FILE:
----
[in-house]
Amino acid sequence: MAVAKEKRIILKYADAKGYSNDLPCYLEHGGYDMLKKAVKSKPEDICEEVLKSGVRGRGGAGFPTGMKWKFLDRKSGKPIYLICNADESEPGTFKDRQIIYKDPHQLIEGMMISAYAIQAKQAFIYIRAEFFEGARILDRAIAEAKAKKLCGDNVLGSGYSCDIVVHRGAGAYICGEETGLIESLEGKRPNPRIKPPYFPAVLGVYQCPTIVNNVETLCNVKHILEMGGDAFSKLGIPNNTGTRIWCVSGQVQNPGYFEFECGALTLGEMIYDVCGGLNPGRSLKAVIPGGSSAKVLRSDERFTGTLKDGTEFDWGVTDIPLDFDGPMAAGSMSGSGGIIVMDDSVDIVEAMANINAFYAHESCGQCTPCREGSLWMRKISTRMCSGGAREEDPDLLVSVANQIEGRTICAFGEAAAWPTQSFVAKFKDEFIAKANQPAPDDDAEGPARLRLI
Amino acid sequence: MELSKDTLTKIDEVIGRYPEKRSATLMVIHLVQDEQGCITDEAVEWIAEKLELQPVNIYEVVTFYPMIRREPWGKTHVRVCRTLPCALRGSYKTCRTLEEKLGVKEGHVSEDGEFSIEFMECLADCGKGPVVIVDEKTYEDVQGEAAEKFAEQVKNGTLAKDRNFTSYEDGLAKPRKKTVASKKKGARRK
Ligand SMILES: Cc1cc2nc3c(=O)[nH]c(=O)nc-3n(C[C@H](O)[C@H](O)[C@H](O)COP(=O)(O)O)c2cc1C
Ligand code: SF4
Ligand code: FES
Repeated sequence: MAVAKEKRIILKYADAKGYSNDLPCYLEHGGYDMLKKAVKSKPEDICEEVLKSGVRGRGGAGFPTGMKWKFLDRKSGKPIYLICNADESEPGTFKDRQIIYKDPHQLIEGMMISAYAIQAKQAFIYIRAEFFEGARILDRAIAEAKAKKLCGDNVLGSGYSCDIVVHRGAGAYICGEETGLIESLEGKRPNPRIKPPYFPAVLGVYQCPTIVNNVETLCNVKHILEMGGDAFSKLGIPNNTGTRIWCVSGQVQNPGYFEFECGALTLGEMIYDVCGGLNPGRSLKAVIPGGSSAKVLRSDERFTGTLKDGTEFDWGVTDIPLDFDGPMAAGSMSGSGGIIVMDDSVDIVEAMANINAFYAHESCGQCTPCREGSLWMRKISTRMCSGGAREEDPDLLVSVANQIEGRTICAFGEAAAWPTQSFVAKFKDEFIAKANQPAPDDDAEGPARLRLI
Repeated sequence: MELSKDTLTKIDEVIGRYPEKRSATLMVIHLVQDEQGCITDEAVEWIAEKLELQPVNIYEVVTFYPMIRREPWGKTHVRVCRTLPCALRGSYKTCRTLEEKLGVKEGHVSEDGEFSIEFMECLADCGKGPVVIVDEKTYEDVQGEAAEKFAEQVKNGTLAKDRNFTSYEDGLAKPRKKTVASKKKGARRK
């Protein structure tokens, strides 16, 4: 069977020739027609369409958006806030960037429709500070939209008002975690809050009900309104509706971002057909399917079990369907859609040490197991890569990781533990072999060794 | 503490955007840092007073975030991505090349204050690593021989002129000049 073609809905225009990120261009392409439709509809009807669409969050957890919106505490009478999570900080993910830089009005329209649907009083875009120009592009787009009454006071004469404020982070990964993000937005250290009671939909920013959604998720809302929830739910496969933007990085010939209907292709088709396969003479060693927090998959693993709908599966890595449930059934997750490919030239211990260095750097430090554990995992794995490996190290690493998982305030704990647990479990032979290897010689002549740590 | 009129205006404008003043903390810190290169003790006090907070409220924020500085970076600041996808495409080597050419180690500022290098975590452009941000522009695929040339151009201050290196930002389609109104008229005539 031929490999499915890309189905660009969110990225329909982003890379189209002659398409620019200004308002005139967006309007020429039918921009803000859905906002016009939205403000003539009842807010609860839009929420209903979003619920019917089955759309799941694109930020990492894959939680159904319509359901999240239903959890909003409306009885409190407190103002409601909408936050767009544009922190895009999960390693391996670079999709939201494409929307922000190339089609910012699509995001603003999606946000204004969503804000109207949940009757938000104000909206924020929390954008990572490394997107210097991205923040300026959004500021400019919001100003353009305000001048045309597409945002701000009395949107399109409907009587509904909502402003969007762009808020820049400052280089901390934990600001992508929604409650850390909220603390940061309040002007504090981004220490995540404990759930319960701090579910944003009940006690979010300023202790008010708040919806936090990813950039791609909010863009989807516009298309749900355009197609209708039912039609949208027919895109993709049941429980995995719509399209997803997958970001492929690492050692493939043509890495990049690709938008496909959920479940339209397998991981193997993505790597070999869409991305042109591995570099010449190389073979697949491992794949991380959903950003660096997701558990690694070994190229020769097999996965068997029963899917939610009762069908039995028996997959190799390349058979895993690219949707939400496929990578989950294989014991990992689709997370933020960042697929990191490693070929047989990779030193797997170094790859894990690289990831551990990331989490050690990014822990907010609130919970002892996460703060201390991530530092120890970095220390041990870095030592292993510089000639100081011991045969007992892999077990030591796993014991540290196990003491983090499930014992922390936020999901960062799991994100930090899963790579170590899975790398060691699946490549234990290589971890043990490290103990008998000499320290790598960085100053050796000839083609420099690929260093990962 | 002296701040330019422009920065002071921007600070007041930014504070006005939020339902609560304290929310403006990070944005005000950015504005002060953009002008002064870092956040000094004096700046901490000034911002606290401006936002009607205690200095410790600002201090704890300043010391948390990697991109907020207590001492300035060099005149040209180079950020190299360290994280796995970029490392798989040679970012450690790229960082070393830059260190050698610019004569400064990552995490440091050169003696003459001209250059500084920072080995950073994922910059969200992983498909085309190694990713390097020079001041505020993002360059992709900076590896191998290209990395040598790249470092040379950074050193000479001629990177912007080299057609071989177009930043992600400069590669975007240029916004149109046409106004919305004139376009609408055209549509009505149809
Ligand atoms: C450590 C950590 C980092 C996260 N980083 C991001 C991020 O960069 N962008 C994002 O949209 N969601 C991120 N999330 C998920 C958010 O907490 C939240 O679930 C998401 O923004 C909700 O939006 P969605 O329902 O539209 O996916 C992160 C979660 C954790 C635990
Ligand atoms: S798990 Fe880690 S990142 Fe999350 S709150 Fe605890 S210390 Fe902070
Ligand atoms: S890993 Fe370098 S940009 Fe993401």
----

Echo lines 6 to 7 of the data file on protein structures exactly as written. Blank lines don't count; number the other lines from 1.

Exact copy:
Ligand code: FES
Repeated sequence: MAVAKEKRIILKYADAKGYSNDLPCYLEHGGYDMLKKAVKSKPEDICEEVLKSGVRGRGGAGFPTGMKWKFLDRKSGKPIYLICNADESEPGTFKDRQIIYKDPHQLIEGMMISAYAIQAKQAFIYIRAEFFEGARILDRAIAEAKAKKLCGDNVLGSGYSCDIVVHRGAGAYICGEETGLIESLEGKRPNPRIKPPYFPAVLGVYQCPTIVNNVETLCNVKHILEMGGDAFSKLGIPNNTGTRIWCVSGQVQNPGYFEFECGALTLGEMIYDVCGGLNPGRSLKAVIPGGSSAKVLRSDERFTGTLKDGTEFDWGVTDIPLDFDGPMAAGSMSGSGGIIVMDDSVDIVEAMANINAFYAHESCGQCTPCREGSLWMRKISTRMCSGGAREEDPDLLVSVANQIEGRTICAFGEAAAWPTQSFVAKFKDEFIAKANQPAPDDDAEGPARLRLI